Now, Jīvaka doesn’t appear in the normal monastic commentaries and selections out of the Pali canon because Jīvaka wasn’t a monk. He was a physician, and apparently he was a damn good one. He had an interesting kind of background in that he was the illegitimate son of king Bimbisāra, who was king of Magadha and one of the few well-intentioned rulers around the Buddha’s time, and in fact one of the Buddha’s major protectors and patrons. Jīvaka decided that he wasn’t going to sponge off the royal coffers, rather he was going to become an independent person with an honourable trade. He made a really dangerous and difficult journey 1,200 km to a city called Taxila where there was a great physician called Atreya with whom he could train. Then, as now, a medical training took seven years, and Atreya was a very tough master. The final exam consisted of sending Jīvaka out to scour the countryside from a radius of 15 km around Taxila with a spade and a sack, and he was to bring back to Atreya every plant he found that did not have a pharmaceutical use. So off Jīvaka went, and he came back several weeks later with an empty sack, for which he got first class honours.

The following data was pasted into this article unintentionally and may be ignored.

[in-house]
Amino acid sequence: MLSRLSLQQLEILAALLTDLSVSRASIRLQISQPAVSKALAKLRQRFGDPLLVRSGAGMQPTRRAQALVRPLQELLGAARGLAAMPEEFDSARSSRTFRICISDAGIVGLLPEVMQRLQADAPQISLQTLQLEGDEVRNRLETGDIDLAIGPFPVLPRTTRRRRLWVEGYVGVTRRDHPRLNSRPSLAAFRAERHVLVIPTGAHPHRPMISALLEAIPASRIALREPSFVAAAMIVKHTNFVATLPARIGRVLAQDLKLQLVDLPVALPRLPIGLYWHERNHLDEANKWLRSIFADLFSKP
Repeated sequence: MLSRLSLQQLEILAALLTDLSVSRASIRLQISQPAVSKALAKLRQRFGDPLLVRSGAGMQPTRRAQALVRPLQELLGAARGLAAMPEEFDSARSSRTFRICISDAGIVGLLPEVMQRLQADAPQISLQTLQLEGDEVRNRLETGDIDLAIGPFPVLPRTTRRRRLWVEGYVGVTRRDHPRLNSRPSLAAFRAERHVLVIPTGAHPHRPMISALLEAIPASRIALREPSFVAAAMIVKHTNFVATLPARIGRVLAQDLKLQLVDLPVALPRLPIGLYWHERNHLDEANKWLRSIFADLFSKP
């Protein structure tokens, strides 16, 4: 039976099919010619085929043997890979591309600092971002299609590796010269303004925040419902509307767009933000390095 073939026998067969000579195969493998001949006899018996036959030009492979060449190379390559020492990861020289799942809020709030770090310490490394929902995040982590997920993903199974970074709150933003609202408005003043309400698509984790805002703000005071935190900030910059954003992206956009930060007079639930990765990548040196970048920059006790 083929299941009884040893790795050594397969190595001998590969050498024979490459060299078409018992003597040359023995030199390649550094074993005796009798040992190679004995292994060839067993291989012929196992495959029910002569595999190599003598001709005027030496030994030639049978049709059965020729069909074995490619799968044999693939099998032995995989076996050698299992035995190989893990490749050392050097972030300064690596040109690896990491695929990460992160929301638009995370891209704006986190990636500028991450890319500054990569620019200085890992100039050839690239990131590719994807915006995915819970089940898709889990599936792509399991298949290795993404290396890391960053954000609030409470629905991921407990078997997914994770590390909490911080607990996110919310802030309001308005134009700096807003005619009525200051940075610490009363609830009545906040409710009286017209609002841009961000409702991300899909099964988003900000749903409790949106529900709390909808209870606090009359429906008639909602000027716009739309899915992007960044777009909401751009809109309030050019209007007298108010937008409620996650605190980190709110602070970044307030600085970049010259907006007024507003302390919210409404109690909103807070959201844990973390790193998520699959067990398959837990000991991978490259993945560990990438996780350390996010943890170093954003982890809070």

Jīvaka was an excellent physician. He gained great results; he managed to cure the king of an anal fistula which was very embarrassing to the king, so there was much gratitude about curing that. He cured the Buddha. The Buddha first had a lot to do with him when he was in his ’70s and suffering from the usual difficulties of people who are in their ’70s in a world in which reaching 70 was in itself an Olympic achievement.